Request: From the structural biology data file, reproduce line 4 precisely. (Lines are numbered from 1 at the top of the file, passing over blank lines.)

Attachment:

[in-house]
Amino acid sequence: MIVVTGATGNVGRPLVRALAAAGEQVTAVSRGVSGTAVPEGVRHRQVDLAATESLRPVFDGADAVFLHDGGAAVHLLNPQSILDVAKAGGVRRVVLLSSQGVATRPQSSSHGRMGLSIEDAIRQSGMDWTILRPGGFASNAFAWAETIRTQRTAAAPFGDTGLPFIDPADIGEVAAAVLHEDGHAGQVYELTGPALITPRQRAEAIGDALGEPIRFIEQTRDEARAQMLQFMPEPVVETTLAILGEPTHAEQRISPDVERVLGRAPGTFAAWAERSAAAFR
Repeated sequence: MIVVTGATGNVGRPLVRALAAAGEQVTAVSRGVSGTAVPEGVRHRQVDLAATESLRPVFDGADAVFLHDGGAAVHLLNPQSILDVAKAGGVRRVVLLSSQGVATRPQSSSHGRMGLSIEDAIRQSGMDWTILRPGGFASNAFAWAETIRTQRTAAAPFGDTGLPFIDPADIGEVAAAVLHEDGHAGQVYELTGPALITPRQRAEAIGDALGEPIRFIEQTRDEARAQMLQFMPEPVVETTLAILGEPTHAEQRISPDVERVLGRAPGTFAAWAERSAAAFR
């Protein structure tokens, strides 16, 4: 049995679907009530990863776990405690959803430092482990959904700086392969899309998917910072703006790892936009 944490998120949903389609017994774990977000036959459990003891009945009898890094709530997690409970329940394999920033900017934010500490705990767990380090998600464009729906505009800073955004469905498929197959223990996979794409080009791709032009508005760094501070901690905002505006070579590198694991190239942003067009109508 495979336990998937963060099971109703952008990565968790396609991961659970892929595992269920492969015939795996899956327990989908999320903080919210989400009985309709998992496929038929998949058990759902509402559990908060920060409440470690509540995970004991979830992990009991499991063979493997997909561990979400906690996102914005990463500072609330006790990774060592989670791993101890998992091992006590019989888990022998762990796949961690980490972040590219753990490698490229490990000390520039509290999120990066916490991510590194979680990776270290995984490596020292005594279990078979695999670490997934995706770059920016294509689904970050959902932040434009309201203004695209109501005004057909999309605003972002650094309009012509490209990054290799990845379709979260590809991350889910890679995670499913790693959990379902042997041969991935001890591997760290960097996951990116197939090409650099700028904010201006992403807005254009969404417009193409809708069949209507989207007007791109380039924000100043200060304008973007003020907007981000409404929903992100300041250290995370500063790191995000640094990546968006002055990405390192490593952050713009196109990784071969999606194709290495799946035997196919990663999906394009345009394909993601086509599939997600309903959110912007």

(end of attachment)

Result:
């Protein structure tokens, strides 16, 4: 049995679907009530990863776990405690959803430092482990959904700086392969899309998917910072703006790892936009 944490998120949903389609017994774990977000036959459990003891009945009898890094709530997690409970329940394999920033900017934010500490705990767990380090998600464009729906505009800073955004469905498929197959223990996979794409080009791709032009508005760094501070901690905002505006070579590198694991190239942003067009109508 495979336990998937963060099971109703952008990565968790396609991961659970892929595992269920492969015939795996899956327990989908999320903080919210989400009985309709998992496929038929998949058990759902509402559990908060920060409440470690509540995970004991979830992990009991499991063979493997997909561990979400906690996102914005990463500072609330006790990774060592989670791993101890998992091992006590019989888990022998762990796949961690980490972040590219753990490698490229490990000390520039509290999120990066916490991510590194979680990776270290995984490596020292005594279990078979695999670490997934995706770059920016294509689904970050959902932040434009309201203004695209109501005004057909999309605003972002650094309009012509490209990054290799990845379709979260590809991350889910890679995670499913790693959990379902042997041969991935001890591997760290960097996951990116197939090409650099700028904010201006992403807005254009969404417009193409809708069949209507989207007007791109380039924000100043200060304008973007003020907007981000409404929903992100300041250290995370500063790191995000640094990546968006002055990405390192490593952050713009196109990784071969999606194709290495799946035997196919990663999906394009345009394909993601086509599939997600309903959110912007």